The last few monsoon seasons have been mediocre.  Last night topped every storm I have ever experienced.  60+ MPH winds tore through the area.  I wasn't sure that our American flag would survive the storm, but good ol' American craftsmanship prevailed.  It rained side ways and instantly filled every wash. We were land locked by our terrain.  Washes on both sides of the house over flowed, trapping us.

Our shared drive flows during an active rain storm.  Apparently so does our actual driveway, as seen on the left.  And a small lightning tail peeking through on the right side.

 Once the storm pushed north, it was safe and dry enough for me to step outside and try to capture the amazing light show that was going on.  I took hundreds of pictures and wound up with 3 usable ones.  I really need to invest in the timer/remote I've been eyeing for my camera.  It would've made the process easier.

Photographing lightning is tough without proper equipment.  This storm made me realize how badly I need some camera additions.  I LOVE STORMS!

My favorite shot of the evening:

The storm pushed north and slammed Phoenix.  Within an hour, the washes went down, but my road was full of storm debris.  Friends lost trees and had damaged cars, so I think we fared well.

Bring it on Arizona, I want more storms like this!

Sunday, July 19, 2015

Camping With Dogs

It's late.  It's chilly and you're cuddled close to your significant other under zipped together sleeping bags on the cold ground. The wind rattles the tent, and in an instant 60 pounds lands in between you.  Our pound puppy got startled and will wedge herself in between us for the rest of the night.  Forget rolling over and realize that one side will go numb and be sore in the morning.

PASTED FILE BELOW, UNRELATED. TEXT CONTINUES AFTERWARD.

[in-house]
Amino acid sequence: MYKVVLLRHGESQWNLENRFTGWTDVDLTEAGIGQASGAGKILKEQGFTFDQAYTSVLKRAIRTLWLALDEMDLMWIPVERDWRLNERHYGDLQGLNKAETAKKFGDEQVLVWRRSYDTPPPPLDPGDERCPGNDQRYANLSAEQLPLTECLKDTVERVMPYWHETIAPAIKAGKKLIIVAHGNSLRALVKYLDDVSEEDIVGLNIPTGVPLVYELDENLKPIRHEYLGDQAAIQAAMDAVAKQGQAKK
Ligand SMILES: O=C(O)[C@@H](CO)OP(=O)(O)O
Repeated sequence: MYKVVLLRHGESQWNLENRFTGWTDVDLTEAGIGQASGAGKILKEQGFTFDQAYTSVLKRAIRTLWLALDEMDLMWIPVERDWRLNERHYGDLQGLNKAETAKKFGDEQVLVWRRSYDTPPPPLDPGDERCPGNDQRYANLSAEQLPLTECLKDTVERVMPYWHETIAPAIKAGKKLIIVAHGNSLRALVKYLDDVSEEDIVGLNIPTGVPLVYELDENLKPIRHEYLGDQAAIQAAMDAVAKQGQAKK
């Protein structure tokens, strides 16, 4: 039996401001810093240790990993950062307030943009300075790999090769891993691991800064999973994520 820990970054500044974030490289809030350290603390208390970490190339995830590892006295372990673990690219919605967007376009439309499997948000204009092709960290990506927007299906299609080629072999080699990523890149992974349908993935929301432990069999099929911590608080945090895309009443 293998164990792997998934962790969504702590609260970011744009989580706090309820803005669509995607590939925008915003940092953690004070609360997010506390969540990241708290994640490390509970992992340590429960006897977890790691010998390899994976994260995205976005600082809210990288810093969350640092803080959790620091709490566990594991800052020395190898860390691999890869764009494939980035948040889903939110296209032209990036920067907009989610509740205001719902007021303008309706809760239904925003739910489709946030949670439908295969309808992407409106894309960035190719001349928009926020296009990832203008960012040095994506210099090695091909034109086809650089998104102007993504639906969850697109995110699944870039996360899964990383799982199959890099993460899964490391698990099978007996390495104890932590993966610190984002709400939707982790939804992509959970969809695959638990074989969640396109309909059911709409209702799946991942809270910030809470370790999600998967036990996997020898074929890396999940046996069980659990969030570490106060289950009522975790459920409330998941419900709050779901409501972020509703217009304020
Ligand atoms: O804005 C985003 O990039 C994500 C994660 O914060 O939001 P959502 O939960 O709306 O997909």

Flash forward two years: our hand built trailer boasts a huge roof top tent with annex room.  Something disagreed with a belly and the same pound puppy stirs in the middle of the night.  I don't have children but I understand "mom hearing" and know that if my champion sleeper is stirring, something is wrong.  Cold, I climb down the latter, unzip the tent and let her out.  She returns, I climb up and go back to sleep only to be woken 20 minutes later.  A sour belly means no more soft tent bed, but sleeping on a pile of dog blankets with a sick dog.

Flash forward one more year: we upgraded to a SoCal Teardrop.  The pound puppy sleeps with us, still, taking up precious mattress space.  How is my fussy German Shepherd the easier dog in these situations?

Recently I read an amazing article written about Overlanding with Your Dog on Expedition Portal.  The writer hit the nail on the head. It is incredibly rewarding to camp with my dogs, it is the whole reason we made the transition from camping off the KTM 990 to going with a Jeep.

But there is a lot to take into consideration.